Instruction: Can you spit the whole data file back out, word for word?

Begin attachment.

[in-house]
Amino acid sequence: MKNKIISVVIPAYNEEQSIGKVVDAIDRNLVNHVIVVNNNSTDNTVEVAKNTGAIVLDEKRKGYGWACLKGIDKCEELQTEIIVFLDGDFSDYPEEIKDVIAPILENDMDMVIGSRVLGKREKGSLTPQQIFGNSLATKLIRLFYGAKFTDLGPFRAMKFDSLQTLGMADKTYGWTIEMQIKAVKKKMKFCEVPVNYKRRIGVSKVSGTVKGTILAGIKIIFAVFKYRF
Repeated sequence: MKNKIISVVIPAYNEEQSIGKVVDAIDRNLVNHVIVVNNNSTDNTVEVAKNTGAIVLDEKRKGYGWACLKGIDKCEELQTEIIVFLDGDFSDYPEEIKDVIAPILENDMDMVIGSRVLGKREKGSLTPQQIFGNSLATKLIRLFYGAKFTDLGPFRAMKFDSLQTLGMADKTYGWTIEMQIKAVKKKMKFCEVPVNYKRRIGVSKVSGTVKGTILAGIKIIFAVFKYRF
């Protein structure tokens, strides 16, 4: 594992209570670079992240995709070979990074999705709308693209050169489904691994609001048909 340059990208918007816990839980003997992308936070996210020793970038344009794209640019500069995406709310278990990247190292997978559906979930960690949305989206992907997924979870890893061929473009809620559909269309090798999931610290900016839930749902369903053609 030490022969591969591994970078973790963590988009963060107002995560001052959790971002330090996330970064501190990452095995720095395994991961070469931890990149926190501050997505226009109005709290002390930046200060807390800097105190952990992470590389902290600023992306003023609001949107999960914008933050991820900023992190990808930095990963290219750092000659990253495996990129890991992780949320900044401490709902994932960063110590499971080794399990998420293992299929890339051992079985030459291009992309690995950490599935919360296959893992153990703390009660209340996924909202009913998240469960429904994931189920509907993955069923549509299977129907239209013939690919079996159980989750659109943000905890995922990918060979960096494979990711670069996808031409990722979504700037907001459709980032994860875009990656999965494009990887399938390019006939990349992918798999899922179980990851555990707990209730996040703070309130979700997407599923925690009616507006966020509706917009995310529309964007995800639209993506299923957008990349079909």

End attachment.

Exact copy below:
[in-house]
Amino acid sequence: MKNKIISVVIPAYNEEQSIGKVVDAIDRNLVNHVIVVNNNSTDNTVEVAKNTGAIVLDEKRKGYGWACLKGIDKCEELQTEIIVFLDGDFSDYPEEIKDVIAPILENDMDMVIGSRVLGKREKGSLTPQQIFGNSLATKLIRLFYGAKFTDLGPFRAMKFDSLQTLGMADKTYGWTIEMQIKAVKKKMKFCEVPVNYKRRIGVSKVSGTVKGTILAGIKIIFAVFKYRF
Repeated sequence: MKNKIISVVIPAYNEEQSIGKVVDAIDRNLVNHVIVVNNNSTDNTVEVAKNTGAIVLDEKRKGYGWACLKGIDKCEELQTEIIVFLDGDFSDYPEEIKDVIAPILENDMDMVIGSRVLGKREKGSLTPQQIFGNSLATKLIRLFYGAKFTDLGPFRAMKFDSLQTLGMADKTYGWTIEMQIKAVKKKMKFCEVPVNYKRRIGVSKVSGTVKGTILAGIKIIFAVFKYRF
């Protein structure tokens, strides 16, 4: 594992209570670079992240995709070979990074999705709308693209050169489904691994609001048909 340059990208918007816990839980003997992308936070996210020793970038344009794209640019500069995406709310278990990247190292997978559906979930960690949305989206992907997924979870890893061929473009809620559909269309090798999931610290900016839930749902369903053609 030490022969591969591994970078973790963590988009963060107002995560001052959790971002330090996330970064501190990452095995720095395994991961070469931890990149926190501050997505226009109005709290002390930046200060807390800097105190952990992470590389902290600023992306003023609001949107999960914008933050991820900023992190990808930095990963290219750092000659990253495996990129890991992780949320900044401490709902994932960063110590499971080794399990998420293992299929890339051992079985030459291009992309690995950490599935919360296959893992153990703390009660209340996924909202009913998240469960429904994931189920509907993955069923549509299977129907239209013939690919079996159980989750659109943000905890995922990918060979960096494979990711670069996808031409990722979504700037907001459709980032994860875009990656999965494009990887399938390019006939990349992918798999899922179980990851555990707990209730996040703070309130979700997407599923925690009616507006966020509706917009995310529309964007995800639209993506299923957008990349079909």